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I made an error and put an ad-hoc distribution instead of appstore distribution to an appstore approved app.

What are the problems that I might encounter? Will the user who buys the app be entitled to install the app to 100 devices like the ad-hoc distribution? Or is it going to be fine?

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up vote 1 down vote accepted

You can pretty much count on your app being rejected by Apple for not being signed with the proper certificate.

It may be worthwhile rejecting the current binary and uploading the properly signed distribution binary rather than waiting on Apple to reject.

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4  
By biggest question is how did you get it to upload, it should have failed the singing check and be rejected. – rckoenes Aug 1 '11 at 9:00
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My app was not rejected btw, it's selling fine (for such kind of app) so It seems that the certificate probably passed (or I had a proper certificate loaded without knowing) or else there is a bug in application loader :) – Panagiotis Aug 1 '11 at 9:39
    
On that basis I'd suggest that you indeed signed with the correct certificate from the off and only believed to have made a mistake. If, by some error, an app signed with an ad-hoc profile did manage to slip through the review process you'd get to know pretty quickly; the user wouldn't be able to install the app as their device wouldn't be in the provisioning profile and poor reviews would ensue. – Mic Pringle Aug 1 '11 at 9:55
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Since it reaches the point that the user has to download something to make it operational, I assume that it works (also I haven't received any complaint so far). – Panagiotis Aug 1 '11 at 13:50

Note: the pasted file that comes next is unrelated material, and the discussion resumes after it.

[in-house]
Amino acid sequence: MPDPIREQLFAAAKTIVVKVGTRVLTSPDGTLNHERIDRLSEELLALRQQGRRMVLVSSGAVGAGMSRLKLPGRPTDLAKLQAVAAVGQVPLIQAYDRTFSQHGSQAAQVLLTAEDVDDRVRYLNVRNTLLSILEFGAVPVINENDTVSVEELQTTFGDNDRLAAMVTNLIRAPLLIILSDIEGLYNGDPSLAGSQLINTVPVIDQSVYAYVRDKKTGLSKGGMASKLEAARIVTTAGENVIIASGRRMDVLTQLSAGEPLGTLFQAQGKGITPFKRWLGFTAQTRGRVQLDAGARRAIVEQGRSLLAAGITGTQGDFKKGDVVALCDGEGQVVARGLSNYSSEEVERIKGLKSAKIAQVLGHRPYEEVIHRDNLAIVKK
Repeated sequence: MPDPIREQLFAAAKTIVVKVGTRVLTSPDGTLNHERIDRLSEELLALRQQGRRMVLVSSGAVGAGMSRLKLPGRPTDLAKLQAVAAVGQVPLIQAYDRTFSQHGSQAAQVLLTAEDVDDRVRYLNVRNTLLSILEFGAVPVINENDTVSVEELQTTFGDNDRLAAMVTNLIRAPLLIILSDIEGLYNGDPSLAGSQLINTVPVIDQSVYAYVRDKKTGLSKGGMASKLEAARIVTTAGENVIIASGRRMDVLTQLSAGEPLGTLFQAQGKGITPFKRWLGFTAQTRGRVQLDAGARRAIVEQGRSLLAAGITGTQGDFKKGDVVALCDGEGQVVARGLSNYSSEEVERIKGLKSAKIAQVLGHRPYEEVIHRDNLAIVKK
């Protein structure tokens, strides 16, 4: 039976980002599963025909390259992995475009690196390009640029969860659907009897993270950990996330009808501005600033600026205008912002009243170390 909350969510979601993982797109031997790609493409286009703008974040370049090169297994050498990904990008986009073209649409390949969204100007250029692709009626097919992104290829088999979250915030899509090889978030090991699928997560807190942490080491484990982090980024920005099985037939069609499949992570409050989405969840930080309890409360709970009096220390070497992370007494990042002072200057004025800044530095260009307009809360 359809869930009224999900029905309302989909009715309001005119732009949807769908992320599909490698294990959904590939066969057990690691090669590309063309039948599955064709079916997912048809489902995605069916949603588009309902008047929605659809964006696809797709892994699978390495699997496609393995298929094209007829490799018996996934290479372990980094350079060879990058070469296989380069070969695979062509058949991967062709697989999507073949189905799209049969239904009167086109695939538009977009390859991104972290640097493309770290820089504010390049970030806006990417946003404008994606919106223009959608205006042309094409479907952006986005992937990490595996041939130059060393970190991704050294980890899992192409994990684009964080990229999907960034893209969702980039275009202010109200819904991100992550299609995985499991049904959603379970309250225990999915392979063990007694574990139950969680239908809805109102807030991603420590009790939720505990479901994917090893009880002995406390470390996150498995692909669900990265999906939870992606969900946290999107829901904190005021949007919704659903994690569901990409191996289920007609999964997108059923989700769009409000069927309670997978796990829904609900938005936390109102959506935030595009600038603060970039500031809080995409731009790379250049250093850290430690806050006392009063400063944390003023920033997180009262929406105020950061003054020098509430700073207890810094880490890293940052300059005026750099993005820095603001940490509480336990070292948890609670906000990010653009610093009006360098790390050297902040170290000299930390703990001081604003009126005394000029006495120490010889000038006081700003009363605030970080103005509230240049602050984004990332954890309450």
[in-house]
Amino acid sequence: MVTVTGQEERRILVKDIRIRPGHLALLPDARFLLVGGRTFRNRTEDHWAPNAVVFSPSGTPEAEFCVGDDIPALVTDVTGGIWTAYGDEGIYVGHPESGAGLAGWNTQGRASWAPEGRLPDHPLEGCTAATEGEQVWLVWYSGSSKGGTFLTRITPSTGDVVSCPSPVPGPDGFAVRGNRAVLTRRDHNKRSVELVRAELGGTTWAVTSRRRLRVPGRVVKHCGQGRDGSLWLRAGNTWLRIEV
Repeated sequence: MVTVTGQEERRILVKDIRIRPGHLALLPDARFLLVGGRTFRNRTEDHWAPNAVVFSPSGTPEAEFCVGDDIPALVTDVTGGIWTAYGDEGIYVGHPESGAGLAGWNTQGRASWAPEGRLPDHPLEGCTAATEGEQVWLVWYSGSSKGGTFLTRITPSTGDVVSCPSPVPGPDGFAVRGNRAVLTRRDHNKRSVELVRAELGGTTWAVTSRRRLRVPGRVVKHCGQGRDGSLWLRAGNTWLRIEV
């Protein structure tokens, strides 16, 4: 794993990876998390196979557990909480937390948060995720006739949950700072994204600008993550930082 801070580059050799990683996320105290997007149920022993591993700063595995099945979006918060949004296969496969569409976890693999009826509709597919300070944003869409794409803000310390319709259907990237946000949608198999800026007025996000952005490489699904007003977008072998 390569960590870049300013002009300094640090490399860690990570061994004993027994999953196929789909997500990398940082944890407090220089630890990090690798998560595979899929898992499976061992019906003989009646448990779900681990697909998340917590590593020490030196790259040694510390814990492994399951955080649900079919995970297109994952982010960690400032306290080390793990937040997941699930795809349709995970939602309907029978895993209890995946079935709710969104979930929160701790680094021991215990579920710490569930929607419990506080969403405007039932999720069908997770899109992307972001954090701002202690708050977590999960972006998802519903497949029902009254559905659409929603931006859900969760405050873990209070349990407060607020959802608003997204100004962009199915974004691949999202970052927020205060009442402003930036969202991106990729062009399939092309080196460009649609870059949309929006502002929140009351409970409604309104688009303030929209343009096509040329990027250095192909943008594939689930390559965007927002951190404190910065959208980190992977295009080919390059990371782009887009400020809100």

The same thing happened to me, and the app has sold hundreds of copies with no reviews indicating an incorrect profile. I imagine either Xcode or Apple fixed it for us, though I'm not certain how. That said, however, I would update it the next time around.

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It seems like you have both the profiles, so it accepts the app store (distribution) profile. Check to see if you have "get-task-allow: false" on your uploaded binary details. I think that is the difference between ad-hoc and distribution profile. – Panagiotis Sep 26 '11 at 7:41
    
At the time of the initial submission, we only had the ad hoc profile. – Michael Sep 27 '11 at 21:38
    
hmmm.... what about the get-task-allow? – Panagiotis Sep 28 '11 at 11:51
    
Oh yeah, where do I look for those binary details? – Michael Sep 28 '11 at 18:10
    
Itunesconnect, Go to product version, and check binary details. – Panagiotis Sep 29 '11 at 13:00

If you signed it with the wrong certificate, Apple will reject it and it won't be distributed to end users.

I'm surprised that it wasn't immediately rejected on upload to be honest. But if you're sure it's the wrong version you can reject the binary yourself in iTunes Connect.

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Thanks for your reply. It seems that it works just fine (as you can see from my other comment above, there is no problem). – Panagiotis Aug 1 '11 at 9:40
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Also for me they didn't reject it. – Dejel May 7 '13 at 7:43

I accidentally uploaded App to AppStore with AdHoc profile, same as Panagiotis did and app was approved and ready for sale.

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Provisioning profile does the following:

  • ties your app id to your distribution certificate and optionally a list of devices
  • also enforces that the binary matches entitlements like key-chain access group

The difference between adhoc and appstore profiles for the same app:

  • the adhoc one includes a list of devices that can install .... adhoc

The certificate, app id and entitlements are EXACTLY the same

Binary:

  • Your provisioning profile is embedded into the binary produced from Organizer archive. I have in the past submitted adhoc builds with no issues. And I just done another one yesterday to put my money where my mouth is. Will let you know if it passes the review process.

I'm not advocating to be lazy and just use one profile. Organizer archive does give you the option to re-sign with a specific profile so you have no excuses. And Apple may (or already have) introduce other information in the profiles in future so not worth the risk unless you curious like me.

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The problem is when you develop for someone else and does not want you to have full access to all the features in the provisional services. There are a lot of "development" companies out there with such attitude. – Panagiotis Sep 1 '12 at 14:14

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